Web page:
Way back in 2008, I was using Digg a lot. StumbleUpon, too. And more sites started being mentioned as worthwhile social media sites.
Meanwhile, many other sites made you register to read articles and trying to remember your logins for all these sites was nearly impossible. Firefox could remember your passwords, but in 2009, that was found to be rather … insecure, so I moved to a password generator/vault. Later, many sites made it possible to use your Twitter, Facebook, Google or LinkedIn profiles to sign in, so no extra set of login credentials was necessary.
But before all that, there was OpenID. I heard about it from fellow Diggers (AdBlock Plus, too, which changed my view of the Internet for a good two to three years). You registered for a login there and many sites across the internet allowed you to use your myOpenID to sign in. It flattened the burgeoning Internet.
I hadn’t used it much in years, having forsaken it for Twitter oAuth or the ease of password vaults. But, still, I was sad to see the news today that myOpenID soon will be no more. I went back on Janrain’s site and found this terrific blog post they had a couple years back on the history of OpenID, which included collaboration with Google, Yahoo! and AOL, among others.
For online businesses, this password fatigue problem has resulted in lost conversions and missed engagement opportunities for years. OpenID was established in 2005 as a grassroots solution to this problem. The notion was that users gain security and convenience when they can access their favorite websites with a single, portable identity, and websites eliminate registration friction and acquire more users as a result.
It was the perfect solution at a time when I had to keep a notebook at home with all my passwords. Yeah, not the most secure. But at least no one could hack into it, right?
OpenID promised to make it so I’d only ever have to remember one password – at a time when that was not even a remote possibility. Fortunately, the possibilities are many today, and now myOpenID as its own, separate ID/login-only platform, is no longer necessary. So even though I didn’t use it much these days, I was still kind of bummed to get this email from Janrain today:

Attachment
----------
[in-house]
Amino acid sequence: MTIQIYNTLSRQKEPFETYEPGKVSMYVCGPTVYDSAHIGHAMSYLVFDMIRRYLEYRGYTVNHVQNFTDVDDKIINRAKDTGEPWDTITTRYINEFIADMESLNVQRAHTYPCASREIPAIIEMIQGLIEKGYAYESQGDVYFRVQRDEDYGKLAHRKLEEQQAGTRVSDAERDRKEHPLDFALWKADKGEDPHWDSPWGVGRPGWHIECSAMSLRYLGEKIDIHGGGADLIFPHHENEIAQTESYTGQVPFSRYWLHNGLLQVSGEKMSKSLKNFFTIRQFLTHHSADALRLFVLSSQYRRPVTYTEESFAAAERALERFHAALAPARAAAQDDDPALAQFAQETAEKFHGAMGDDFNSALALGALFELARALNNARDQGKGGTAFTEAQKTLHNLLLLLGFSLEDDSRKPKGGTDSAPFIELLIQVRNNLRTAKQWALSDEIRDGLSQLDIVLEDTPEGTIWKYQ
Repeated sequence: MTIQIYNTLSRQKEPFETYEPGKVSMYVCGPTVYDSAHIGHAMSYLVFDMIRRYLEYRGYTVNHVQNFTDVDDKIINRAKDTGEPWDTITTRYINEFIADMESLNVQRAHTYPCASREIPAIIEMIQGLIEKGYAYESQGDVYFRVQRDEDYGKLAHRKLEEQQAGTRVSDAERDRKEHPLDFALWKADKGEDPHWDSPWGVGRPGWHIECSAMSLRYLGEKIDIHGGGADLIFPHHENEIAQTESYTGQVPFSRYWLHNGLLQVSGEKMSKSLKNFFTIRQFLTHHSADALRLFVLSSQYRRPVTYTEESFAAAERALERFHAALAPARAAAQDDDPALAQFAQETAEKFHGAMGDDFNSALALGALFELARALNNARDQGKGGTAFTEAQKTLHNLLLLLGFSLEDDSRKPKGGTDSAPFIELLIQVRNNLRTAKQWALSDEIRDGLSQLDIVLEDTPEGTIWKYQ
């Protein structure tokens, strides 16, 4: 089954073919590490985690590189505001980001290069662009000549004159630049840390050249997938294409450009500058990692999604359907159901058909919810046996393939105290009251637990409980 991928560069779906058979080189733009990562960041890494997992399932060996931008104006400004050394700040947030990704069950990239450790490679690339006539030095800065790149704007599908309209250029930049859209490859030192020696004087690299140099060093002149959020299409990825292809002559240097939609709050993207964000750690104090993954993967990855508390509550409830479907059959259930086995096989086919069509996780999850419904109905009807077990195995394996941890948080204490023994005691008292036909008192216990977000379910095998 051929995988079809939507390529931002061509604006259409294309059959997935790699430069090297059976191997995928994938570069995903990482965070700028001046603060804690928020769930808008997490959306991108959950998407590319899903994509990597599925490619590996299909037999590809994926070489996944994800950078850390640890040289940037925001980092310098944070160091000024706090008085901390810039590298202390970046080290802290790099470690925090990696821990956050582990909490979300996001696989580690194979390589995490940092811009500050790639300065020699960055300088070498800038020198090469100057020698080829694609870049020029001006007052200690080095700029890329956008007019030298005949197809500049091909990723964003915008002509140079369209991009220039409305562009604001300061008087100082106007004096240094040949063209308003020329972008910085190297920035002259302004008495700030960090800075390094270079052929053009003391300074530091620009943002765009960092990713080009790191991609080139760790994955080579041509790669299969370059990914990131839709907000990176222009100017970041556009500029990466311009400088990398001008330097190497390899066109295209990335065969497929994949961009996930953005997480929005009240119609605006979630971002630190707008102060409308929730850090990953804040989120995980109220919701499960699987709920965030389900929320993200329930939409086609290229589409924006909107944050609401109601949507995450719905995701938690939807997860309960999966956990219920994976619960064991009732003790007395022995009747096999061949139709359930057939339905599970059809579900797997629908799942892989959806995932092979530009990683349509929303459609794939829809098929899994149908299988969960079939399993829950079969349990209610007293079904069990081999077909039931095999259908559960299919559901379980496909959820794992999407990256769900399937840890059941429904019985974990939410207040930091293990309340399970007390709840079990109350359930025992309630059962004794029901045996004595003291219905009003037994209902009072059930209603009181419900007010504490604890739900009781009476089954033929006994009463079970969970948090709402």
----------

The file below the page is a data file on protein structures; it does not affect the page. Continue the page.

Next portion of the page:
I wanted to reach out personally to let you know that we have made the decision to end of life the myOpenID service. myOpenID will be turned off on February 1, 2014.
In 2006 Janrain created myOpenID to fulfill our vision to make registration and login easier on the web for people. Since that time, social networks and email providers such as Facebook, Google, Twitter, LinkedIn and Yahoo! have embraced open identity standards. And now, billions of people who have created accounts with these services can use their identities to easily register and login to sites across the web in the way myOpenID was
By 2009 it had become obvious that the vast majority of consumers would prefer to utilize an existing identity from a recognized provider rather than create their own myOpenID account. As a result, our business focus changed to address this desire, and we introduced social login technology. While the technology is slightly different from where we were in 2006, I’m confident that we are still delivering on our initial promise – that people should take control of their online identity and are empowered to carry those identities with them as they navigate the web.
For those of you who still actively use myOpenID, I can understand your disappointment to hear this news and apologize if this causes you any inconvenience. To reduce this inconvenience, we are delaying the end of life of the service untilFebruary 1, 2014 to give you time to begin using other identities on those sites where you use myOpenID today.
Speaking on behalf of Janrain, I truly appreciate your past support of myOpenID.
Did you ever use myOpenID?